HRE: What has been your approach to learning and development over the last year-and-a-half?

Turpin: We put this under the topic of talent. We really believe in our teammates and our culture is reflective of that. When we think about learning and development in the last year, it’s been focused on how do we bring a more unique approach to our training and development through simulations and exponential learning. We want to be able to give our leaders opportunities to learn things in a really condensed but meaningful way, so that’s the direction we’re taking. Learning and development today is about finding different ways to develop talent that really resonate and allow people to walk away with strong tools they can deploy later.

Read more Insights from a CHRO here.

HRE: Looking ahead, what does the “future of work” at Brown & Brown look like?

Turpin: I personally believe a hybrid model is necessary, so we do have that in place: We have a cohort of remote teammates, teammates who want to come in every day and then those in the middle who want flexibility. As we move toward a hybrid model–with a 3/2, 4/1 schedule–we’re giving teammates a lot of flexibility, which has been really well-received. I do think the hybrid model is the future. The level of flexibility employees have received over the last 18 months needs to stay.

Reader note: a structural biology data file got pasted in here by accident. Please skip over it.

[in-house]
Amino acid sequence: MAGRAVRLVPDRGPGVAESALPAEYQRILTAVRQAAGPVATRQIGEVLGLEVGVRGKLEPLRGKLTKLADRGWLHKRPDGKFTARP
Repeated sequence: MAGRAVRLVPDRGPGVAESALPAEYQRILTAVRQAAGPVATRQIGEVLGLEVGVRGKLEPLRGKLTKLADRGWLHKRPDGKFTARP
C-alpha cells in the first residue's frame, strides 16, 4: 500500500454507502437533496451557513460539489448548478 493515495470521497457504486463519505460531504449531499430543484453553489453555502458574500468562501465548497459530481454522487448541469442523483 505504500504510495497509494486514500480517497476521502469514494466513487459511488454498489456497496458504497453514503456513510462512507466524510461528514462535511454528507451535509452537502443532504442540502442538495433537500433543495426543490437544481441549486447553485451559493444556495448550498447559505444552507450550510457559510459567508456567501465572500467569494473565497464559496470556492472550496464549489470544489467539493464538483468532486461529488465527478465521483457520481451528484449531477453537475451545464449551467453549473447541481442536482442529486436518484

HRE: How have you personally managed the stress that comes with leading an HR team during the pandemic?

Turpin: I do yoga, meditation and Pilates. I journal and have a gratitude journal; when you track all the things that are pretty amazing in your life, you get even more amazing things to track. Even when you have had a difficult day, [finding gratitude] changes how you view the world and causes you to be cognizant and compassionate. It’s also important to be outside in nature. Nature has a way of transforming how we feel about things, changing our state of mind. Just being able to take care of yourself–physically and holistically–helps create who you are and how you show up every day.

Jen Colletta
Jen Colletta is managing editor at HRE. She earned bachelor's and master's degrees in writing from La Salle University in Philadelphia and spent 10 years as a newspaper reporter and editor before joining HRE. She can be reached at hreletters@lrp.com.